- glaucoma can currently be diagnosed or ruled out.
These tests involve examining the optic nerve and the nerve fibers of the retina, as well as testing your field of vision. You may need more tests if your doctor thinks you might have glaucoma. A thorough examination will also include your doctor asking about your medical history, your life circumstances and symptoms.
- Older people: The risk of glaucoma increases with age. Only about 0.4% of all 40-year-olds are affected, but around 4% of 75-year-olds have it.
- People whose parents or siblings have glaucoma
- People with black skin
- People who are extremely short-sighted
- People who have diabetes
Not clear whether the advantages outweigh the disadvantages
Why is screening not covered by statutory health insurers in Germany if glaucoma can be treated when caught in time? Just because a disease can be treated, it does not automatically mean that it is a good idea to have everyone tested. To decide whether screening makes sense, you need to know whether its supposed advantages can actually be proven. And you have to know about possible disadvantages.
Experiences with other screening programs have shown that misdiagnosis is inevitable. This can make patients out of people who do not actually have the disease. They are then given further examinations that may be unnecessary or unpleasant. Or they may be treated even though they will not benefit from the treatment and could experience side effects. So there is a risk of too many people being wrongly diagnosed and too many people having unnecessary treatment.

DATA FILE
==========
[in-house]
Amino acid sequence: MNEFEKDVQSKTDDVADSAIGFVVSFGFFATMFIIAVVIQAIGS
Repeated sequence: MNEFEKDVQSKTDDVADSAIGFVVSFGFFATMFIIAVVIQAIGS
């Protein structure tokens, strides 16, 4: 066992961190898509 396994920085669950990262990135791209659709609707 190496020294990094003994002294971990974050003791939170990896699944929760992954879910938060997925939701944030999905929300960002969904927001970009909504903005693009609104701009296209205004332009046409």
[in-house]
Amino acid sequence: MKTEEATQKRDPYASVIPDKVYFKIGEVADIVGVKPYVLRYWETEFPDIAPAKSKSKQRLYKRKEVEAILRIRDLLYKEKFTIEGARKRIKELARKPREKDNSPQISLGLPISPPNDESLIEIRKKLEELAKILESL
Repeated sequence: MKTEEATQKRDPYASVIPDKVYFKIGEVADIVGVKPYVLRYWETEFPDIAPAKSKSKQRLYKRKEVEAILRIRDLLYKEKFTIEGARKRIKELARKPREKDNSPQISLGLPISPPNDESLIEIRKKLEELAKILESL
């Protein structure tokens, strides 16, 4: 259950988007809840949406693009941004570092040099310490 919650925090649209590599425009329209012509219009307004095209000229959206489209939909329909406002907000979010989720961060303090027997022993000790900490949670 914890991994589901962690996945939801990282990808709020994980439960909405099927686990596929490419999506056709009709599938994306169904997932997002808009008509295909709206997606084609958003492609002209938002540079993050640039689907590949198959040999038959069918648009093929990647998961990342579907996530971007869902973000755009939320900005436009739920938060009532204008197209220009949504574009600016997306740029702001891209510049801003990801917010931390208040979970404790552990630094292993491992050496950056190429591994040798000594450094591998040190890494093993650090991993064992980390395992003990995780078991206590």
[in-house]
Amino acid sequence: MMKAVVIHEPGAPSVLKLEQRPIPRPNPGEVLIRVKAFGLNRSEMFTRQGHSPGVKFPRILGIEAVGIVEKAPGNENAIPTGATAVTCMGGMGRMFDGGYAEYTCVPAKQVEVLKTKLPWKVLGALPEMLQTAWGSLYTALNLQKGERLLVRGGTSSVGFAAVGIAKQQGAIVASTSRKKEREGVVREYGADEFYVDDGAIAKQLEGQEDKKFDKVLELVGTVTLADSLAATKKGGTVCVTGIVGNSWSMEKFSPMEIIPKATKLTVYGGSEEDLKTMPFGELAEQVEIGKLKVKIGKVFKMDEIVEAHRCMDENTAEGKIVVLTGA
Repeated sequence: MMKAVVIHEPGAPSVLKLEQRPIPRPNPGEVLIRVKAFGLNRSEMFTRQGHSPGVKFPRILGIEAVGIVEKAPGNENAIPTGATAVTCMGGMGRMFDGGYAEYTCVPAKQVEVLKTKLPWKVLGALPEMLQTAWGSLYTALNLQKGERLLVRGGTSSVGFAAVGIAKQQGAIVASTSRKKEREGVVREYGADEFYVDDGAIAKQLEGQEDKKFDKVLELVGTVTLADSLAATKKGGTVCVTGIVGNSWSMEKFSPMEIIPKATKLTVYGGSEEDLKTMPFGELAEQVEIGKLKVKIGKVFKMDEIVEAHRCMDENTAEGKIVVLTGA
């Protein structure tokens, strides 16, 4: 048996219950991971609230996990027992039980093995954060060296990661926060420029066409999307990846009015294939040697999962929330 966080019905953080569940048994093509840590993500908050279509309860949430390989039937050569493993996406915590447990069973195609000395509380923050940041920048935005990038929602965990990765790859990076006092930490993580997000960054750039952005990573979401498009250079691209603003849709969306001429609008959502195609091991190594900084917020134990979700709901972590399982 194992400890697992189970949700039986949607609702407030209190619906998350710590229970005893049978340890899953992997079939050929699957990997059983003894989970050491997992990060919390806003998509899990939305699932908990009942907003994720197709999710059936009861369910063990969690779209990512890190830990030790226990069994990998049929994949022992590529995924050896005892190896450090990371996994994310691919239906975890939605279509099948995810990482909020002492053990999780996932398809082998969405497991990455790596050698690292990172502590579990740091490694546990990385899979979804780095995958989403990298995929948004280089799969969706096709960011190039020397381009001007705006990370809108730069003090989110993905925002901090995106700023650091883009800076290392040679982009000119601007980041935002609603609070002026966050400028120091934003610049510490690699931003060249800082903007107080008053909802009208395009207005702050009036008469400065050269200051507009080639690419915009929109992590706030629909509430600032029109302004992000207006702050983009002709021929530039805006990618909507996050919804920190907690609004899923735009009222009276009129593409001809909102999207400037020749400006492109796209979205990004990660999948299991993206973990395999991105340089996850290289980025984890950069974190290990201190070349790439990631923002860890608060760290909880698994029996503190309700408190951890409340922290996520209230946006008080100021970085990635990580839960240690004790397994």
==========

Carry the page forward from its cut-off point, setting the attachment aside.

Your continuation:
These fundamental concerns might not apply to glaucoma screening. But that is precisely the problem: The actual advantages and disadvantages of glaucoma screening cannot be assessed with any certainty right now, simply because no good-quality research is available.
Ervin AM, Boland MV, Myrowitz EH, Prince J, Hawkins B, Vollenweider D et al. AHRQ Comparative Effectiveness Reviews: Screening for Glaucoma. Agency for Healthcare Research and Quality (AHRQ); 2012.
Hatt S, Wormald R, Burr J. Screening for prevention of optic nerve damage due to chronic open angle glaucoma. Cochrane Database Syst Rev 2009; (2): CD006129.
Kapetanakis VV, Chan MP, Foster PJ, Cook DG, Owen CG, Rudnicka AR. Global variations and time trends in the prevalence of primary open angle glaucoma (POAG): a systematic review and meta-analysis. Br J Ophthalmol 2016; 100(1): 86-93.
Schnell-Inderst P, Hunger T, Hintringer K, Schwarzer R et al. Individuelle Gesundheitsleitungen. Deutsches Institut für Medizinische Dokumentation und Information (DIMDI). Schriftenreihe HTA, Bd 113.